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Minor Peewee Sons turning league standings on its ears

The Nickel City Minor Peewee "AAA" Sons are a team of reversing fortunes.

The Sons were 0-4 at the NOHL Showcase last September, outscored 21-5 over the course of four games. By the time that Halloween rolled around, the Nickel City lads were locked in a battle for last place, their record of 2-12-1 showing signs of a still struggling team.

But as the March break kicked off on Monday, the local grade sixers find themselves just one game away from sending the Soo Jr Greyhounds to the sidelines. That would be the 22-1-5 Greyhounds that the Sons have forced to a fifth and deciding game in their best of five semi-final, with both teams recording a pair of victories on home ice.

That's a far cry from what head coach Jay Lagadin and his staff observed just over six months ago. "I believe in a fast skating, puck moving team, starting from the back end," said Lagadin last Thursday, just days before his team swept aside the Hounds by scores of 4-2 and 3-0 at the T.M. Davies Community Centre this past weekend.

"This team had limited abilities in moving the puck. We had to break it right down, from the beginning, starting with knowing not only when to pass the puck and why to pass the puck, but also how to pass the puck as well."

"At the Showcase, we realized that our team was the least aggressive in the league," Lagadin added. "It was a great weekend to help show us where we needed to improve." Thankfully, there was a distinct vision, an ability to accurately communicate to a group of 12 year olds the specifics of what can often become overused hockey mantras.

Take the need for more aggressiveness, for example. Even at an age when body checking is penalized, it's easy for players to transition the instructions "to be more aggressive" into an endless pathway to the penalty box, not understanding that increased aggressiveness and slamming an opponent into the boards are not necessarily one and the same.

"It's about forechecking with authority, going in hard and fast, going to the player and through the stick, and don't stop two feet short and poke," explained Lagadin. Above all else, he and his staff are thrilled with the identity their team has created.

"I would like to think that since the start of the year, we have been known as a hard working team," he said. "The effort level has been through the roof. It's been fantastic." Truth be told, there was little to no certainty this day would arrive, that the improvement would be quite this notable.

"I remember our first "AAA" tournament down south, we didn't know what to expect, the fear factor was there," recalled Lagadin. "We watched the game before ours and I wondered what we had gotten ourselves into. It turns out we beat one of those teams and had a one goal game with the other, just through hard work."

While it takes an entire team effort to turn the tables on back to back setbacks in Sault Ste Marie to start the semi-finals (2-1 and 6-1), some individuals have clearly seized the moment. "To me, it all begins with our captain, Tony Bertrand," said Lagadin.

"He typifies what a captain should be - a quiet leader, but he talks when he has to. What he does on the ice speaks for itself." After picking up a pair of assists on Saturday, Bertrand added some insurance to a mid-game ice-breaker from Liam Nootchtai on Sunday, with the latter icing the contest with an empty-net goal with just over a minute to play.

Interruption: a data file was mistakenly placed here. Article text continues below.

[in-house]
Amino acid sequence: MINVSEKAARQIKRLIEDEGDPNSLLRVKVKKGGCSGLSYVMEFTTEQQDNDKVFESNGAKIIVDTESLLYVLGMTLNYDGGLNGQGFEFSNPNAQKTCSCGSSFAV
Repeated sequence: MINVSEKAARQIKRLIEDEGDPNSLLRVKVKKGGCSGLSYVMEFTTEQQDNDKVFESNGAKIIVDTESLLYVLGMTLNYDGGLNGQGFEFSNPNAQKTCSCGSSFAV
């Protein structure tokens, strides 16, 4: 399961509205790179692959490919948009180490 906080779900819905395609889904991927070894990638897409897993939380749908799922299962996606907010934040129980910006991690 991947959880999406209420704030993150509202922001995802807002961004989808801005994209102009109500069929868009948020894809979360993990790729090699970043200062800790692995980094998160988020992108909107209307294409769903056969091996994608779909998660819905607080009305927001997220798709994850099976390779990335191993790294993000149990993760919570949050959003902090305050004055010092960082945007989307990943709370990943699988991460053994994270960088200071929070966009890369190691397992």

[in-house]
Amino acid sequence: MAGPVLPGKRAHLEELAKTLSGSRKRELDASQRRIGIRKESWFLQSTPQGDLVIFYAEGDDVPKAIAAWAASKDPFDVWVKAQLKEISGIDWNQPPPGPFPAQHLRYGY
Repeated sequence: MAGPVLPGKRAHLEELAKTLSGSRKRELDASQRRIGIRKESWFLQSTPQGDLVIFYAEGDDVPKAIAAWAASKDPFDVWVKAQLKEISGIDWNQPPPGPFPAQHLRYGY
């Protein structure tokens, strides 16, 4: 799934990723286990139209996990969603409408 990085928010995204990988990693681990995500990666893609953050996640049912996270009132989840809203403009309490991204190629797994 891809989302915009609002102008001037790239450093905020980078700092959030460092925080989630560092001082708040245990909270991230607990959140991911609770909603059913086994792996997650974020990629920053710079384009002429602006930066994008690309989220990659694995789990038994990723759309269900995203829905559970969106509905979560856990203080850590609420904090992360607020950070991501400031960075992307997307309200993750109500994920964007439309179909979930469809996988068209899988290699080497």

A team that struggled to find the back of the net, early in the 2018-2019 campaign, would finish the season with eight players reaching double digits in scoring, including Nolan Schiewek (team leader in assists), Matti Jouppi (scored twice on Saturday) and Corey Lacroix ("he does everything for me, covering the other team's top guy and being all over the ice").

Also cracking the ten-point plateau were Will Mackey (18), Lucas Dubois (15) and Karsen Deschenes (13), while the Sons defence corps gradually rounded into the type of unit that could throw a playoff blanket over a team that averaged just under five goals per game in the regular season.

"At the beginning of the year, we relied on Blake Cole a lot, because he's our best rushing defenceman," said Lagadin. "But our other defencemen gradually grew into their roles. Once they got the confidence to carry the puck, they really shone."

"It's been a pleasure to watch them grow as a unit."

On Sunday, however, it was goaltender Jacob Bradley who grabbed the spotlight, posting a 29-save shutout performance as the Greyhounds outshot the Sons 29-13. "They move the puck way better than other teams in our league, and they shoot the puck harder," acknowledged the grade six student at Walden Public School, who first strapped on the pads just four years ago when a three-on-three team needed someone to step up and tackle the position.

"I went in and just really liked it," he said. "I think I move well, track the puck well and stuff." As for this particular effort, Bradley was a tad understated. "It wasn't my best, because I had other games that I played better," he said. "But I didn't let in any goals."

Win or lose Wednesday in Sault Ste Marie, the Nickel City Minor Peewee "AAA" Sons will hold their heads high, having accomplished a fairly dramatic about-face over the course of their first season of "AAA" hockey.

Rounding out the team roster, this year, are Wesly Richer (Freeland), Cameron Seguin, Seth Lagadin, Rowan Smith, Joshua Cholette, Justin MacLeod and A.J. Dubeau.

Working alongside as members of the team staff were Ryan Lacroix, Sylvain Ouellet, Ben Lagadin, Cory Schiewek, team trainer/manager Jake Jouppi and assistant trainer Riley Roy.

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